Australian scientists have produced a stem cell from an adult skin cell - the first time this has been done in Australia.
A joint Victorian and New South Wales team has produced the nation's first human induced pluripotent stem (iPS) cell line.
The cell acts like an embryonic stem cell but is instead made from an adult skin cell.
The technique allows scientists to continue their work to better understand crippling illnesses such as Parkinson's Disease without the ethical problems raised by stem cells taken from human embryos that are later destroyed.
Dr Paul Verma, the programme leader for stem cell biology at the Monash Institute of Medical Research, said Australian institutes had previously relied on importing iPS stem cell lines from the United States or Japan.
Stem cells are hailed as the new frontier in medical research and the treatment of disease, given their remarkable ability to develop into many different cell types in the body.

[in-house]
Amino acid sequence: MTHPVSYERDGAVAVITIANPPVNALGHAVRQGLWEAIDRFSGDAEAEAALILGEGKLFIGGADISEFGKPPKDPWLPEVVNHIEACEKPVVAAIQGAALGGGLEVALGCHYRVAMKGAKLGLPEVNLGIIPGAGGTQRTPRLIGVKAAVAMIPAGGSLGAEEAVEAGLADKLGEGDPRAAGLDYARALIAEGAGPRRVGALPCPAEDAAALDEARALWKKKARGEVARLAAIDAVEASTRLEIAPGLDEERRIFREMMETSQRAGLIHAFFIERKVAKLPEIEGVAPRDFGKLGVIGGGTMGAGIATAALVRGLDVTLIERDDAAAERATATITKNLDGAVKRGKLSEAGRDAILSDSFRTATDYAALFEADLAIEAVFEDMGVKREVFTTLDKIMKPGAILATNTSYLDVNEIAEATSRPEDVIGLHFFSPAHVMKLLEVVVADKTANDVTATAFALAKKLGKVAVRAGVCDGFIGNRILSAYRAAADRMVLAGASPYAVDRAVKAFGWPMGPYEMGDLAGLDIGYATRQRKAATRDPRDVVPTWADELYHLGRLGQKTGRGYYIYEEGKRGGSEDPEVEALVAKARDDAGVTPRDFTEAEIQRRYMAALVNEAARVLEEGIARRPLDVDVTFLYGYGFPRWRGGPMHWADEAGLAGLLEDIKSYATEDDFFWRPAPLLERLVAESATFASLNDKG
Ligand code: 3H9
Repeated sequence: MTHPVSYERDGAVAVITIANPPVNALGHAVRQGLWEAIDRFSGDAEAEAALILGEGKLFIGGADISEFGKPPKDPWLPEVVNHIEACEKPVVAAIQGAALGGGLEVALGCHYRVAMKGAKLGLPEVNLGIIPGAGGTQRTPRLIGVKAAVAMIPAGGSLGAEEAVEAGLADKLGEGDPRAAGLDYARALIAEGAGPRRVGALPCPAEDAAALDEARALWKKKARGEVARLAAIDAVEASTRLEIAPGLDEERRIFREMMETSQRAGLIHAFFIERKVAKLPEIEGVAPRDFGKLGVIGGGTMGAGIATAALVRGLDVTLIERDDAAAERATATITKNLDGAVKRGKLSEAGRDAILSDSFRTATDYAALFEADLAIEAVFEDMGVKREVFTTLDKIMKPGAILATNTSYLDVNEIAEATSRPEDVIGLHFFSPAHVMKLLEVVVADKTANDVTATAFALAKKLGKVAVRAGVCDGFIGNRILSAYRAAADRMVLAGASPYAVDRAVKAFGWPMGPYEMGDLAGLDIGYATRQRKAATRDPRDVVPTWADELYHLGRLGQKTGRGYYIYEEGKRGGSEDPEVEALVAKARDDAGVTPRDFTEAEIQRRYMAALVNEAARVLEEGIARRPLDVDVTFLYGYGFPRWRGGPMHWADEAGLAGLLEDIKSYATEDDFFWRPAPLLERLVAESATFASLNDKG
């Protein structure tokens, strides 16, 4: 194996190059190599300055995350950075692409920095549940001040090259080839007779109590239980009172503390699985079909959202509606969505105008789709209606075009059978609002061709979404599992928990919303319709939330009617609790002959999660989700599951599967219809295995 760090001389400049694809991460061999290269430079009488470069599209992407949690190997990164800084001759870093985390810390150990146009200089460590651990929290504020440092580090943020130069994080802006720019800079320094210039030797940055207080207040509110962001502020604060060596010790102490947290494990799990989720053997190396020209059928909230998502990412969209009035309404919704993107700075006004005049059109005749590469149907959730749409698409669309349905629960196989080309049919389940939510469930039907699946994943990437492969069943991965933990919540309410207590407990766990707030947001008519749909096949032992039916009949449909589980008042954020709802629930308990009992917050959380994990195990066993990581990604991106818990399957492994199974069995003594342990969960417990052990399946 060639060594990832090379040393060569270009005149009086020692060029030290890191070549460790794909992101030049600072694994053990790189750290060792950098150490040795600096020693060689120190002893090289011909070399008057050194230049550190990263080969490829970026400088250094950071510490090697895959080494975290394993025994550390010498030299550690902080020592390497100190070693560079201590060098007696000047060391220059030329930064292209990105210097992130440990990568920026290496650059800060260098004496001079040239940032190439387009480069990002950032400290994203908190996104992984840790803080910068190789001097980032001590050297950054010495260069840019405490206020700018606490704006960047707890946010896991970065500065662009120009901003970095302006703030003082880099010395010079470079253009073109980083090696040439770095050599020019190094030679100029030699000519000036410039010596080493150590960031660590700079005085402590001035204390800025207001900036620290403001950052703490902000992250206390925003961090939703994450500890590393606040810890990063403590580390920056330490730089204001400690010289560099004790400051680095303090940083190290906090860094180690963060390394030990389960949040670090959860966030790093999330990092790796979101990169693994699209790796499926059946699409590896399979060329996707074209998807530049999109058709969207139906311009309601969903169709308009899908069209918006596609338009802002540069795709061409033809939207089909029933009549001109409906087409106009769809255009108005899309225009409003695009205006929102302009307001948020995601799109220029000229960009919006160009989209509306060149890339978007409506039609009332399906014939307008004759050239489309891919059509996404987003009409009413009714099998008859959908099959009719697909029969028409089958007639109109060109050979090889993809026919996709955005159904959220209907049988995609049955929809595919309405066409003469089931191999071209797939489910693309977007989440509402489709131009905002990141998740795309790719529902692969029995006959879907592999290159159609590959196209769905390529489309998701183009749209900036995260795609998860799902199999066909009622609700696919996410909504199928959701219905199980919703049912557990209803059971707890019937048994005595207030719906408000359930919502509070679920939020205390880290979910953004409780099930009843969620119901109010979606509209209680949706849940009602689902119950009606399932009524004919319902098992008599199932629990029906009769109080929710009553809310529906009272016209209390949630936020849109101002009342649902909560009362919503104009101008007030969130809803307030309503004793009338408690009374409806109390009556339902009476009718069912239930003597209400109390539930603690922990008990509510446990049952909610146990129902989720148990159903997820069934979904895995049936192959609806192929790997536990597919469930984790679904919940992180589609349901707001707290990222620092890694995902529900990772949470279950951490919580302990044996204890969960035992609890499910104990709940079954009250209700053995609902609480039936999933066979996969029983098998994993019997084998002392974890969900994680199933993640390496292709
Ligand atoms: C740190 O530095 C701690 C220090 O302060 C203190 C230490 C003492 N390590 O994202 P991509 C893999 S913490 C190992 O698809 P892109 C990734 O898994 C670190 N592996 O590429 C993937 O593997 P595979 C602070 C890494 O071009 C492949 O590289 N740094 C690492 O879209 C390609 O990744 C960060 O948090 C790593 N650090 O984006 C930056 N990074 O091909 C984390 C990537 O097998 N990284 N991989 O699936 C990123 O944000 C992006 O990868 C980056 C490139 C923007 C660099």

Future work in Australia includes creating iPS cells from an adult with Type 1 diabetes, with the results expected to provide new insights into how the illness progresses.
Similar work is also hoped to point to possible new treatments for conditions such as Alzheimer's disease, cancers, heart disease and spinal cord injury.
The New South Wales and Victorian governments contributed $A455,000 to the $A1 million project, with the remainder coming from Sydney IVF Limited and the Australian Stem Cell Centre.